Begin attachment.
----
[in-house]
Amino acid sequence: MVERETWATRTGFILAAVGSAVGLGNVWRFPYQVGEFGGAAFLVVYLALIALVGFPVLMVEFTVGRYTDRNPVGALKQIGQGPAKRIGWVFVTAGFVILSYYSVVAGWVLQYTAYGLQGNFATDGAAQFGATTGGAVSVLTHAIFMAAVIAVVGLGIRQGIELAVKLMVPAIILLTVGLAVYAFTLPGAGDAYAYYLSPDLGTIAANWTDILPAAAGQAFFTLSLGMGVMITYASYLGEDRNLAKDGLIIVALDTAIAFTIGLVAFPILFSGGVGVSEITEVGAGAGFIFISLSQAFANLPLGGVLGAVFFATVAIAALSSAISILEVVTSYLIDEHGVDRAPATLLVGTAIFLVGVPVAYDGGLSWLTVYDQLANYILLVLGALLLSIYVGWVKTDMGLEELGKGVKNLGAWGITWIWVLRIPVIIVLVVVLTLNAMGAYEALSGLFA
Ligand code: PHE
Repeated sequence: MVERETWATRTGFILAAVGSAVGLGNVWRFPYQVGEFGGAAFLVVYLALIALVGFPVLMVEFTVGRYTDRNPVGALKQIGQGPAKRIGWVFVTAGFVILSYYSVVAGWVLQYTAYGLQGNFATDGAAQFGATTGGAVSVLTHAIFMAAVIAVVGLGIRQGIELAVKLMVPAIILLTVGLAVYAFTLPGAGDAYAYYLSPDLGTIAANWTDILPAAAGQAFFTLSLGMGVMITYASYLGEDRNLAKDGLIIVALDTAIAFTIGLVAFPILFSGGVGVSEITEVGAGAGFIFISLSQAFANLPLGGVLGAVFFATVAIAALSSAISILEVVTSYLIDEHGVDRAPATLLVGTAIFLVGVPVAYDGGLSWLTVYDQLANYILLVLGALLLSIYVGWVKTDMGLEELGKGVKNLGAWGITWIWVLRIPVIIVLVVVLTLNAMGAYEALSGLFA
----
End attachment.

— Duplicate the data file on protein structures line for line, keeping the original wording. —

[in-house]
Amino acid sequence: MVERETWATRTGFILAAVGSAVGLGNVWRFPYQVGEFGGAAFLVVYLALIALVGFPVLMVEFTVGRYTDRNPVGALKQIGQGPAKRIGWVFVTAGFVILSYYSVVAGWVLQYTAYGLQGNFATDGAAQFGATTGGAVSVLTHAIFMAAVIAVVGLGIRQGIELAVKLMVPAIILLTVGLAVYAFTLPGAGDAYAYYLSPDLGTIAANWTDILPAAAGQAFFTLSLGMGVMITYASYLGEDRNLAKDGLIIVALDTAIAFTIGLVAFPILFSGGVGVSEITEVGAGAGFIFISLSQAFANLPLGGVLGAVFFATVAIAALSSAISILEVVTSYLIDEHGVDRAPATLLVGTAIFLVGVPVAYDGGLSWLTVYDQLANYILLVLGALLLSIYVGWVKTDMGLEELGKGVKNLGAWGITWIWVLRIPVIIVLVVVLTLNAMGAYEALSGLFA
Ligand code: PHE
Repeated sequence: MVERETWATRTGFILAAVGSAVGLGNVWRFPYQVGEFGGAAFLVVYLALIALVGFPVLMVEFTVGRYTDRNPVGALKQIGQGPAKRIGWVFVTAGFVILSYYSVVAGWVLQYTAYGLQGNFATDGAAQFGATTGGAVSVLTHAIFMAAVIAVVGLGIRQGIELAVKLMVPAIILLTVGLAVYAFTLPGAGDAYAYYLSPDLGTIAANWTDILPAAAGQAFFTLSLGMGVMITYASYLGEDRNLAKDGLIIVALDTAIAFTIGLVAFPILFSGGVGVSEITEVGAGAGFIFISLSQAFANLPLGGVLGAVFFATVAIAALSSAISILEVVTSYLIDEHGVDRAPATLLVGTAIFLVGVPVAYDGGLSWLTVYDQLANYILLVLGALLLSIYVGWVKTDMGLEELGKGVKNLGAWGITWIWVLRIPVIIVLVVVLTLNAMGAYEALSGLFA